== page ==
Who will benefit from the Sydney Airport Masterplan
Well of course the simple answer is ‘Sydney Airport’
The answer should be ‘Passengers’
Lets examine why its not the answer.
This week Sydney Airport announced what it calls an ‘. . .exciting new vision for the airport.’ In short they are proposing the amalgamation of international and domestic terminals, so that you can travel both internationally and domestically via the same terminal. You will do this via the two major airline alliances – One World – that is Qantas’s alliance, and the other (unspoken) is likely to be Star Alliance – which Virgin Australia is rumoured to be joining.
OK – what are the good points of this – for the three major interest groups: airlines, Sydney Airport, and passengers:
- it will create more stickyness to particular airlines and alliances – if you come in on BA, then you will more easily transfer to Qantas Domestic, or Jetstar
- Run one terminal with staff concentrated in that terminal, rather than spread across 2 or more – Virgin is currently spread across 2 terminals, while Qantas/Jetstar is spread across all three
- No need to run a transfer desk and accompanying transport infrastructure
Sydney Airport (MAp)
- Instead of transfer passengers spending 3 kilometers in a shop free environment, transfer passengers will be guided through passageway after passageway lined with retail outlets, so they can be tempted by food, drink and goods at every opportunity – rents and turnover percentages accruing to MAp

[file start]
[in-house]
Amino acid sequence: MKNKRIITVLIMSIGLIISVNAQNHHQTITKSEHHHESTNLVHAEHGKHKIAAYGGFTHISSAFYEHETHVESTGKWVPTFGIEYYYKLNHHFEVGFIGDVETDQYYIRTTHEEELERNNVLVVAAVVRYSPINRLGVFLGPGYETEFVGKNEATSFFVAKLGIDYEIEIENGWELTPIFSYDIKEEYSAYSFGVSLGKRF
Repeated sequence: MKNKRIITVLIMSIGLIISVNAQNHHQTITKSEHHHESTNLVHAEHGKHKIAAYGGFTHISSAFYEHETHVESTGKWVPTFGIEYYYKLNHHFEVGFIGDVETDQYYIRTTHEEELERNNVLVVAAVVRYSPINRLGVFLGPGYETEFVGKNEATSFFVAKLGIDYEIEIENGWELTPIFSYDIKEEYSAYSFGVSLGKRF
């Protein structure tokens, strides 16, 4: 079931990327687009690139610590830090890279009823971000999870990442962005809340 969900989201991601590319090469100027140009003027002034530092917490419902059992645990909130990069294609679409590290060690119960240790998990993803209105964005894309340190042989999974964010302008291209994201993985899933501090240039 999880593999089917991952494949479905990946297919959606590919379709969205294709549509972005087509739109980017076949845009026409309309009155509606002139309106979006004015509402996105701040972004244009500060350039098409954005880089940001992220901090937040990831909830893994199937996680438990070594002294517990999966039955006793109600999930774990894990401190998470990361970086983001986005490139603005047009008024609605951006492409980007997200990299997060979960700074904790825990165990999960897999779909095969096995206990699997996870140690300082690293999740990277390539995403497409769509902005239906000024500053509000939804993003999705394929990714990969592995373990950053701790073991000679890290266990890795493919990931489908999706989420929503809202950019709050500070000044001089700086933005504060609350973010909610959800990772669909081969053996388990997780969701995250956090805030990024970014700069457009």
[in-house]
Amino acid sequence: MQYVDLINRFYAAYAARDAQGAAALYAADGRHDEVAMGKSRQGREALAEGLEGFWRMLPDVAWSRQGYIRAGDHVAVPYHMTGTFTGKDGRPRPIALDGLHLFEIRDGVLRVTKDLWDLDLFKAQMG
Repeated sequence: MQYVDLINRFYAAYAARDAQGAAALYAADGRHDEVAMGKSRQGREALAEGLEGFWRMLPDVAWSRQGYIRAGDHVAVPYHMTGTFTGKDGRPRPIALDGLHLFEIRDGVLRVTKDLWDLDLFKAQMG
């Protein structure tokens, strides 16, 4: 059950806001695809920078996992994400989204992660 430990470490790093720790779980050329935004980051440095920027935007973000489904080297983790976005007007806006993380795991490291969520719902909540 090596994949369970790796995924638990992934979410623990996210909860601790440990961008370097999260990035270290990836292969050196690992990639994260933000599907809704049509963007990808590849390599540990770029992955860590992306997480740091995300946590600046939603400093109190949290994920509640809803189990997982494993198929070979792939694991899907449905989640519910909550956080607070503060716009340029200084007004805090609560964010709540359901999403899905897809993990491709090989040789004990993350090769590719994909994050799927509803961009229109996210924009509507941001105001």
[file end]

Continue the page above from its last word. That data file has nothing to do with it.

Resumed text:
- Will be able to make each airline responsible for the upkeep and renewal of their own terminal. Qantas wants to refresh the look – MAp will say – you spend the money, and we will up your rent!
- Potential increase in airport capacity – less aircraft repositioning, and movement across runways could see an increase in flights, without expanding runways etc
- Strengthen their monopoly in Sydney, and delay further plans for a competing 2nd airport in the Sydney Basin
- More shops, more rental icome
- Easy transfer from domestic to international if travelling within the same alliance – if not – probably about the same as now, but possibly less easy, and/or more expensive
- At the moment if you go to the wrong domestic terminal – its pretty easy to change via a walkway. That won’t be true with the new configuration
- The ‘Ikea-fication’ of transit around the terminal – you will have to traverse the longest possible route passing the maximum numbr of retail outlets to go from A to B (that was the guiding principle for the recent renovations of the International Terminal)
At the moment – none of the airlines or the tourist industry are bagging the idea, but then again, none of them are head-over-heals in support of it either. There is a lot more detail to come other than the shiny 3D animation video, and lots of opportunity for people to understand the positive and negative implications.
If you have access to the Australian Financial Review, I suggest that you read Chanticleer as well as articles by Andrew White and Michael Hobbs, and the Editorial on Tuesday 6 December.